Convincing the senior management of a small or mid-sized company to make investments in regulatory affairs is quite difficult—until you have a Warning Letter or your Notified Body threatens to suspend your CE Certificate. The cost of implementing corrective actions and supporting special audits to address nonconformities is significant, too. If you have to hire regulatory experts to implement corrective actions urgently, the cost can quickly equal an additional head count. Therefore, I offer this detailed advice for preparing for regulatory changes.
#1 – Identifying New & Revised Regulatory Updates
This is difficult primarily because many of the people responsible for regulatory affairs are not aware of where to look for knowledge. The most common recommendation is to subscribe to RSS feeds to learn of updates. These are provided by most of the FDA, Notified Bodies, authorized representatives, bloggers and organizations that issue standards (AAMI, ANSI, ASTM, etc.). If you subscribe to an RSS feed for this purpose, you actually need to read your emails. When there is something new that requires further investigation, I recommend creating an automated task reminder in your smartphone or your computer to do the work when you have the time.
In addition to the sources of new regulations and standards, you also need to be aware of trends in the industry. Professional networking organizations such as RAPS and ASQ are great for word of mouth. LinkedIn discussion groups and regulatory blogs are my personal favorites. Calling a regulatory affairs colleague who works for a different company is a great way to compare notes too—especially when you hear that someone just experienced an FDA inspection or an unannounced audit.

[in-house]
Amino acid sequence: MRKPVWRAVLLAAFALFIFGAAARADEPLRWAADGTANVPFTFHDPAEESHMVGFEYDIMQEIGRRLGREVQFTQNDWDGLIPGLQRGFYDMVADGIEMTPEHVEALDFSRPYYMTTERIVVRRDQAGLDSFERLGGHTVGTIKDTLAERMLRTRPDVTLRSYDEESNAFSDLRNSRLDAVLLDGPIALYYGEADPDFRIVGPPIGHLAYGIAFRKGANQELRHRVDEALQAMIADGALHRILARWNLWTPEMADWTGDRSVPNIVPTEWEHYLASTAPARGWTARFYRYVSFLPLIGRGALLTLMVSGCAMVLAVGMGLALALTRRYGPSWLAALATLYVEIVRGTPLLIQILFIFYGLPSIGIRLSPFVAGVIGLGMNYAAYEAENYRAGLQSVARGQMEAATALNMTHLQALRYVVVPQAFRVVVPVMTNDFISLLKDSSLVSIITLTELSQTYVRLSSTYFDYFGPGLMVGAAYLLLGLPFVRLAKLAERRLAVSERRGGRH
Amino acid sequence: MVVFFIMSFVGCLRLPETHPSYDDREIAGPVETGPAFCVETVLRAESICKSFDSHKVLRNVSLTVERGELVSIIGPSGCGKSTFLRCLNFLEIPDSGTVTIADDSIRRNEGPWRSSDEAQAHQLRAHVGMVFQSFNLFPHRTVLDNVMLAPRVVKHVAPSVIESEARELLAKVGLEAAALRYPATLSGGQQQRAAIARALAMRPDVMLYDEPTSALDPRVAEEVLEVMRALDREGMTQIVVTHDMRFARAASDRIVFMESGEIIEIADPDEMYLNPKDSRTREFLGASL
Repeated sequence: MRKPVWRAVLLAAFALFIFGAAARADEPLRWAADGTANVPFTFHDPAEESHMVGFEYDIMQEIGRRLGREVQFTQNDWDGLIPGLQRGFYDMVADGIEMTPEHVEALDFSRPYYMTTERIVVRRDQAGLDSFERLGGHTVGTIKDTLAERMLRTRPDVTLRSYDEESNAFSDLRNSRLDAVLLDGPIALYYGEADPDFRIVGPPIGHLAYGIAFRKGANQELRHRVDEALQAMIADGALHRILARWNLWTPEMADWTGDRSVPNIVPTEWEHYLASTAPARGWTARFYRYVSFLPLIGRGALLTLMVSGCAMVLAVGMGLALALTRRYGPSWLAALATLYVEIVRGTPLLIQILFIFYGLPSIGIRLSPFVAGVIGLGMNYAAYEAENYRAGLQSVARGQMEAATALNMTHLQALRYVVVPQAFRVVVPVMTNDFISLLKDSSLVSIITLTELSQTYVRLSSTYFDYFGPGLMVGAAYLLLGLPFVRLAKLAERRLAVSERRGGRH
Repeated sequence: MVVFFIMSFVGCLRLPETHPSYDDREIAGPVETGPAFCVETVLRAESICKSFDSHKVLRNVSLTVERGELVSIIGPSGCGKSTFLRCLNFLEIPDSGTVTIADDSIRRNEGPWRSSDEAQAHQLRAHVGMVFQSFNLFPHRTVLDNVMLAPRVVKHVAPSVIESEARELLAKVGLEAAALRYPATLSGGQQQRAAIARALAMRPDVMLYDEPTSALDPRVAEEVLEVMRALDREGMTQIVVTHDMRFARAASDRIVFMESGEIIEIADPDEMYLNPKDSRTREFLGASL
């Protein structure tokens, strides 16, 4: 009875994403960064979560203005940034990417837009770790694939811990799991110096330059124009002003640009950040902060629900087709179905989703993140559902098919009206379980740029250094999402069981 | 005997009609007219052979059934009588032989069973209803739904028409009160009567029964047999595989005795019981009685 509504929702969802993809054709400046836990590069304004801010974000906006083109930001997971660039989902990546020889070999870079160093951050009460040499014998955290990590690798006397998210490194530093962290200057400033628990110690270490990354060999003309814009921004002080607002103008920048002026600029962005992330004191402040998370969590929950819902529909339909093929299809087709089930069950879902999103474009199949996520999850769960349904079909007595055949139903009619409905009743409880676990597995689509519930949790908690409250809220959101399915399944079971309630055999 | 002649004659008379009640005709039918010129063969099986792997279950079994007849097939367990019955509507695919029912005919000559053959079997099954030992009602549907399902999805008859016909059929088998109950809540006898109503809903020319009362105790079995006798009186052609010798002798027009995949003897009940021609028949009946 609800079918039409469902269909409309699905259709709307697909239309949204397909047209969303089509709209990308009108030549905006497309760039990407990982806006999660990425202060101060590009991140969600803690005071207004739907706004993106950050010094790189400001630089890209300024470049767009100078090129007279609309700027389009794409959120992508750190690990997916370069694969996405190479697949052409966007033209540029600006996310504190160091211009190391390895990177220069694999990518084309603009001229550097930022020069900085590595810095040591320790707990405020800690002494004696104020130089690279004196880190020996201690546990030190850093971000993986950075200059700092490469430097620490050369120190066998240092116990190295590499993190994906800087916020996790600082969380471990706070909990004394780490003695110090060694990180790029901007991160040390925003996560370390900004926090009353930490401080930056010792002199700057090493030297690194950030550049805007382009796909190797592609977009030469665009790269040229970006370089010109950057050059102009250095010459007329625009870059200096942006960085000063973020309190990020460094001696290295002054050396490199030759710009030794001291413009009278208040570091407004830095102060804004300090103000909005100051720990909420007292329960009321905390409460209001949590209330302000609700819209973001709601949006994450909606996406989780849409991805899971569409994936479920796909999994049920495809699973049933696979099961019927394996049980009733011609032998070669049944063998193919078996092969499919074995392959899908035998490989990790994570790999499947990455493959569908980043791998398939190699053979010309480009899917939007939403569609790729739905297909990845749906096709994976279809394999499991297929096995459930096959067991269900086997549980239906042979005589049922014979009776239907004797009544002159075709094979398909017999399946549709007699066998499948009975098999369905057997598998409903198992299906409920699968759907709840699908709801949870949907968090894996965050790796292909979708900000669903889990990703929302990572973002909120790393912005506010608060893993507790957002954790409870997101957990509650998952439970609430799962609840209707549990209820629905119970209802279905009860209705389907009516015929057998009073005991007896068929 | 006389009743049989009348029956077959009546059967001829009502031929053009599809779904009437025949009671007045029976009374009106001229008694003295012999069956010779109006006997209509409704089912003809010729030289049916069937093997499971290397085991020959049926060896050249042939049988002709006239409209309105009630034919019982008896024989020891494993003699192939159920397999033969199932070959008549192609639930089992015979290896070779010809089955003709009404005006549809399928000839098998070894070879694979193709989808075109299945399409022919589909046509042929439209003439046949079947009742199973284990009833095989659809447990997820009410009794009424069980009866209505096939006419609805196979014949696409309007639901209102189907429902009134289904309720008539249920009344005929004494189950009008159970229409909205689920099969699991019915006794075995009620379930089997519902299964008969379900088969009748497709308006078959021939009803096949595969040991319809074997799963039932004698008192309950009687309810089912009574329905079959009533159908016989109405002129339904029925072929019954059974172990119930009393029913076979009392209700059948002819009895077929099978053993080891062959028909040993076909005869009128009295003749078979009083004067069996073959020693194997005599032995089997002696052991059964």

The third most common method for gathering information on regulatory changes is performing Post-Market Surveillance. This is not just analyzing complaint information. You must be proactive. FDA has a tool called the Total Product Life Cycle (TPLC) Report. I explained this tool briefly in a blog, with screen captures; refer to the endnotes to find the link.3 The European Database of Medical Devices (Eudamed) will be publically available in the future (2015-2017) with this type of vigilance data—starting with the high-risk implantable devices.
#2 – Performing a Gap Analysis
Gap analysis involves three critical pieces. First, you need to identify the appropriate subject matter expert(s) to perform the gap analysis. Second, the gap analysis needs to be cross-functional in most cases. A specific change may impact more than just QA/RA. Changes can affect purchasing departments that are responsible for negotiating with suppliers, engineering departments that communicate changes to suppliers and IT departments that may need to validate software modifications to increase traceability of raw materials and finished goods. Third, the gap analysis needs to be documented with an action plan for implementation. A gap analysis that identifies the gap is only the starting point for a new Quality Plan. That Quality Plan should be referenced in the gap analysis to document what actions were taken.
#3 – Initiating Quality Plans
The acronym CAPA stands for corrective and preventive action. Corrective actions are typically short-term. Preventive actions are typically long-term. If a gap is identified prior to the mandatory implementation date for a new or revised regulation, then the actions taken in response to the gap analysis are “true” preventive actions. These “true” preventive actions make your Notified Body auditors very happy. Many companies have trouble identifying these opportunities, but these same companies often receive nonconformities for their failure to implement new and revised regulations. Therefore, I recommend documenting the actions taken to address gaps as preventive actions if the steps can be implemented in a timely manner. If the actions require more than six months to implement, a long-term Quality Plan may be more appropriate to document these projects. These plans will have many of the same elements of a Design and Development Plan. Therefore, you may want to adapt your Design Controls procedure and forms to meet the needs of a Quality Plan.